Sesamin

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Sesamin
Sesamin acsv.svg
Names
IUPAC name
5,5'-(1S,3aR,4S,6aR)-tetrahydro-1H,3H- furo[3,4-c]furan-1,4-diylbis(1,3-benzodioxole)
Other names
Fagarol
Sezamin
pseudocubebin
Episesamin
Asarinin
D-(+)-Sesamin
d-Sesamin
(+)-Sesamin
l-sesamin
Identifiers
607-80-7 YesY
ChEBI CHEBI:66470 N
ChEMBL ChEMBL252915 N
ChemSpider 65258 N
Jmol-3D images Image
KEGG C10882 N
PubChem 5204
Properties
C20H18O6
Molar mass 354.35 g/mol
Except where noted otherwise, data is given for materials in their standard state (at 25 °C (77 °F), 100 kPa)
 N verify (what isYesY/N?)
Infobox references

Sesamin is a lignan isolated from the bark of Fagara plants and from sesame oil. It has been used as a dietary fat-reduction supplement, although no controlled studies on this application have been performed.[1] Its major metabolite is enterolactone, which has an elimination half life of less than 6 hours.[2] Sesamin and sesamolin are minor components of sesame oil,[3] on average comprising only 0.14% of the oil by mass.[4]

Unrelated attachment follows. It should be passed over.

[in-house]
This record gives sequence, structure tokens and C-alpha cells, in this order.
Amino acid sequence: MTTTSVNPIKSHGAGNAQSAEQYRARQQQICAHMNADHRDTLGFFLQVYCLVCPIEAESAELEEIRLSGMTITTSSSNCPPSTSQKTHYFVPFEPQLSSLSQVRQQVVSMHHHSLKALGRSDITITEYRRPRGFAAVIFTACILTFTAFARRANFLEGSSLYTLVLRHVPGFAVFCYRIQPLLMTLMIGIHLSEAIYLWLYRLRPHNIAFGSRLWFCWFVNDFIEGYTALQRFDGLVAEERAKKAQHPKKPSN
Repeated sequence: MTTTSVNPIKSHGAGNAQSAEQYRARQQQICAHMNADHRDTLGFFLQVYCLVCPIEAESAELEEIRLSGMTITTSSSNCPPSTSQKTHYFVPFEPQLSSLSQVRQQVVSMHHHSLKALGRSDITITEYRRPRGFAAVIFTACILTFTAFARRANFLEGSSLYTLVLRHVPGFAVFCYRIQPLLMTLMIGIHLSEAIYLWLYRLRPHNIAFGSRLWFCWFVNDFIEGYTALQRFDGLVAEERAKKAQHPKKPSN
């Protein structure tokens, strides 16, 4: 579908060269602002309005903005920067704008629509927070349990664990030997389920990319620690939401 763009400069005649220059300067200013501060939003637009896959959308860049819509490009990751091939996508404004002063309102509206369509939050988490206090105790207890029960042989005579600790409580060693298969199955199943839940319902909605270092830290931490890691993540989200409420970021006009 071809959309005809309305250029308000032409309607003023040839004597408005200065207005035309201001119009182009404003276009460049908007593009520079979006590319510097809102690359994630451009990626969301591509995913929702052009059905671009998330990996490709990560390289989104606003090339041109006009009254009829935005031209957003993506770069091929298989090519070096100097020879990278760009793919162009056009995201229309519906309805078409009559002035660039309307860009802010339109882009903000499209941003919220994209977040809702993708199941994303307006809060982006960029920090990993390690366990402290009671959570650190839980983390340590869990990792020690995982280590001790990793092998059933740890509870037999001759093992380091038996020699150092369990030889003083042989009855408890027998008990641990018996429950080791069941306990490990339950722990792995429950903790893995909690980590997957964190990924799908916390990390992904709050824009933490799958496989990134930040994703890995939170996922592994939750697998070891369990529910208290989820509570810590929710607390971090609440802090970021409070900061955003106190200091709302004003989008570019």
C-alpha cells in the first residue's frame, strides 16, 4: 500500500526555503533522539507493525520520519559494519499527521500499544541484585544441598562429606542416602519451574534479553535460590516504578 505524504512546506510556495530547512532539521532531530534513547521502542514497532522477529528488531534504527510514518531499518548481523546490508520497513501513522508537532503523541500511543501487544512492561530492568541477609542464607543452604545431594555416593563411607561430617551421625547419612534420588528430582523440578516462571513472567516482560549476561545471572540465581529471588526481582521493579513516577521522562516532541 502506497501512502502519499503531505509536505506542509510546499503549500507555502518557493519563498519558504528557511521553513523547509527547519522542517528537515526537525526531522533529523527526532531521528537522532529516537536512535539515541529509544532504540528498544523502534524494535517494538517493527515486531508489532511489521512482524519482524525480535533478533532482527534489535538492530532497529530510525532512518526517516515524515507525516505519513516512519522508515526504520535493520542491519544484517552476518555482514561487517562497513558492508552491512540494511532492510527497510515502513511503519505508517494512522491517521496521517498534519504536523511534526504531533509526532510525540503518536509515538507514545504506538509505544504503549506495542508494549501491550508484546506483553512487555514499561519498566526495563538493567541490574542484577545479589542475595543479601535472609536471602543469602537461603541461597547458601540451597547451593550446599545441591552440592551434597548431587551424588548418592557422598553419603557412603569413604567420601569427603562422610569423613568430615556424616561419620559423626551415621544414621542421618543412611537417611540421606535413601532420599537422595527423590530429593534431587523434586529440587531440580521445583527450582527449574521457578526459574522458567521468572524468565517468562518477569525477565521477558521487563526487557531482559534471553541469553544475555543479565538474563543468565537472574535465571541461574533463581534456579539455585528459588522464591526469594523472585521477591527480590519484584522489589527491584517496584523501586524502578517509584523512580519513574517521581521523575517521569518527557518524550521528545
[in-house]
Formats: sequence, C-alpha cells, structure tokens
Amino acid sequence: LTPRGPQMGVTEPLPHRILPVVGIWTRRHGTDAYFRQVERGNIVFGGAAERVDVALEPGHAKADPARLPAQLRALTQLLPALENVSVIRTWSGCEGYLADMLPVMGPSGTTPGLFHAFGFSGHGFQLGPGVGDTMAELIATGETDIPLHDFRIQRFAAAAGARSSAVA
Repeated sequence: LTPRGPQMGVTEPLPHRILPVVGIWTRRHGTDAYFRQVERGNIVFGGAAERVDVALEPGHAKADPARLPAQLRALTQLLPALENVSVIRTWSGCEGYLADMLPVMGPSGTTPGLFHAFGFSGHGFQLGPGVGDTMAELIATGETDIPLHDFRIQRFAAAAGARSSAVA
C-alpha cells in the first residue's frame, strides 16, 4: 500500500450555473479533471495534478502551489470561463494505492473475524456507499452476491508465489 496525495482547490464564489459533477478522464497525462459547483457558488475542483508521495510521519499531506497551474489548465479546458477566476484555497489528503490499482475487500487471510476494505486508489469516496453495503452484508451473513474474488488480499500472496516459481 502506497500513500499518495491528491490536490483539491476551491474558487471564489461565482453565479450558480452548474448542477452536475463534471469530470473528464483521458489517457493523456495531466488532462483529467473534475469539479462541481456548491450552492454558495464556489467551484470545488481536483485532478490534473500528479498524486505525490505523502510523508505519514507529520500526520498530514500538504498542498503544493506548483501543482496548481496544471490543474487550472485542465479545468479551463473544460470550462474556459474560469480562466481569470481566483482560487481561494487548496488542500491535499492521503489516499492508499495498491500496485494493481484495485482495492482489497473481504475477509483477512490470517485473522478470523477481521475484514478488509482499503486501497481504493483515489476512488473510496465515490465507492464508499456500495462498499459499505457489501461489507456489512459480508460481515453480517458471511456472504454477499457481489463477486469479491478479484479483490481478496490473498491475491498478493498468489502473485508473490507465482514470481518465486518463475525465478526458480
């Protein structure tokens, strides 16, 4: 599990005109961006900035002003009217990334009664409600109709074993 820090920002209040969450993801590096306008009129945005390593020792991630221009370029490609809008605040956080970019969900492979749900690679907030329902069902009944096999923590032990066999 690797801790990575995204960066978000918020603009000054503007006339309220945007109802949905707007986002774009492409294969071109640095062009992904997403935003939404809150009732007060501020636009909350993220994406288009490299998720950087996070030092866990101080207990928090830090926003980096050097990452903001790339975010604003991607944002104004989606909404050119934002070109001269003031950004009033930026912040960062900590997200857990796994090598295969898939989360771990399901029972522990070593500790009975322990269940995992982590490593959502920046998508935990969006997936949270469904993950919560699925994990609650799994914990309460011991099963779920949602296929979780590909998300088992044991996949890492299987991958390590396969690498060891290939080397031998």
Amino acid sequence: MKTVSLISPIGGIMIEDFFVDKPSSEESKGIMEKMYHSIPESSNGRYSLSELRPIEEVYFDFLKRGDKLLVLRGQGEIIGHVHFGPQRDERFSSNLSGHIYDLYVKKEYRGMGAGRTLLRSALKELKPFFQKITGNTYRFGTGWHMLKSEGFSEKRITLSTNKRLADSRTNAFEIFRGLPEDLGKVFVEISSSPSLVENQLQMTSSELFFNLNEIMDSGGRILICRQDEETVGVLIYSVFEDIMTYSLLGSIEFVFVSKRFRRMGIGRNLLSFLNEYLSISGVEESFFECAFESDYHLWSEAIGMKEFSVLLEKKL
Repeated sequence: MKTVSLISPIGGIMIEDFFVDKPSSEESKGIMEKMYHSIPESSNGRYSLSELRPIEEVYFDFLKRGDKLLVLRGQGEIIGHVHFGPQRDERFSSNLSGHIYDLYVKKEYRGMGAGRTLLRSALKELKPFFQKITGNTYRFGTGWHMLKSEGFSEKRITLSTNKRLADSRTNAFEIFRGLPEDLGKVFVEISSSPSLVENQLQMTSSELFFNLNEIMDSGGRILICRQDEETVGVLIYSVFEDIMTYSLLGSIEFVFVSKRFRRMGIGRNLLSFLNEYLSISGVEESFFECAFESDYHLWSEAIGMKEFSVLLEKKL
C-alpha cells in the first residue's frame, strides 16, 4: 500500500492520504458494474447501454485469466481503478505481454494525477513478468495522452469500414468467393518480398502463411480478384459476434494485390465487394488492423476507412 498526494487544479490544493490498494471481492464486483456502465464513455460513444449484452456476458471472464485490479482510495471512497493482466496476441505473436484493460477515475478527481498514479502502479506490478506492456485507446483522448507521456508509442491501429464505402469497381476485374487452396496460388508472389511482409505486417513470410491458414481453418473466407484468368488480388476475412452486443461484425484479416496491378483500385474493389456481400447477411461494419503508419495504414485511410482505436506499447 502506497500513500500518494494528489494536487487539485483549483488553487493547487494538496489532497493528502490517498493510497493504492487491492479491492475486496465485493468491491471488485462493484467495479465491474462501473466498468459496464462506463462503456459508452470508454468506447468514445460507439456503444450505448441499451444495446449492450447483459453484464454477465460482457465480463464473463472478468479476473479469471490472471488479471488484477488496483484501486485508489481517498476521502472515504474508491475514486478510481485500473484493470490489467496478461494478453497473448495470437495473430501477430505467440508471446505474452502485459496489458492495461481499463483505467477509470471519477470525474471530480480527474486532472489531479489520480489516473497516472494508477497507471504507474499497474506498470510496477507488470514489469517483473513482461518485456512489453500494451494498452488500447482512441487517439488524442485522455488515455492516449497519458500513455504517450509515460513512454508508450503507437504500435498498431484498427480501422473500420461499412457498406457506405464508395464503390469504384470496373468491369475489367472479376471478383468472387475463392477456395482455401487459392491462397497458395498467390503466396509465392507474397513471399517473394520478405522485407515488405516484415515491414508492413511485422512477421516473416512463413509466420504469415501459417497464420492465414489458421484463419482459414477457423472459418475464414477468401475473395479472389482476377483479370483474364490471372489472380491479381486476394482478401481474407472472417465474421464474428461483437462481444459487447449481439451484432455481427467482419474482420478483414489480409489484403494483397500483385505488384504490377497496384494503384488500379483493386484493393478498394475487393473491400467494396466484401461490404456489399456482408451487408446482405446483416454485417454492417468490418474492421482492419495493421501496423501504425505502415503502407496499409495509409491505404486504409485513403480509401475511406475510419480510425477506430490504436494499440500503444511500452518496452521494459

See also[edit]

  • Sesamol, another phenolic component of sesame oil

References[edit]

  1. ^ Kamal-Eldin A, Moazzami A, Washi S (January 2011). "Sesame seed lignans: potent physiological modulators and possible ingredients in functional foods & nutraceuticals". Recent Pat Food Nutr Agric 3 (1): 17–29. doi:10.2174/2212798411103010017. PMID 21114470. 
  2. ^ Peñalvo JL, Heinonen SM, Aura AM, Adlercreutz H (May 2005). "Dietary sesamin is converted to enterolactone in humans". J. Nutr. 135 (5): 1056–1062. PMID 15867281. 
  3. ^ Lim JS, Adachi Y, Takahashi Y and Ide T (Jan 2007). "Comparative analysis of sesame lignans (sesamin and sesamolin) in affecting hepatic fatty acid metabolism in rats.". Br J Nutr 97 (1): 85–95. doi:10.1017/S0007114507252699. PMID 17217563. 
  4. ^ Ikan, Raphael (1991). Natural Products: A Laboratory Guide 2nd Ed. San Diego: Academic Press, Inc. p. 50. ISBN 0123705517. 

External links[edit]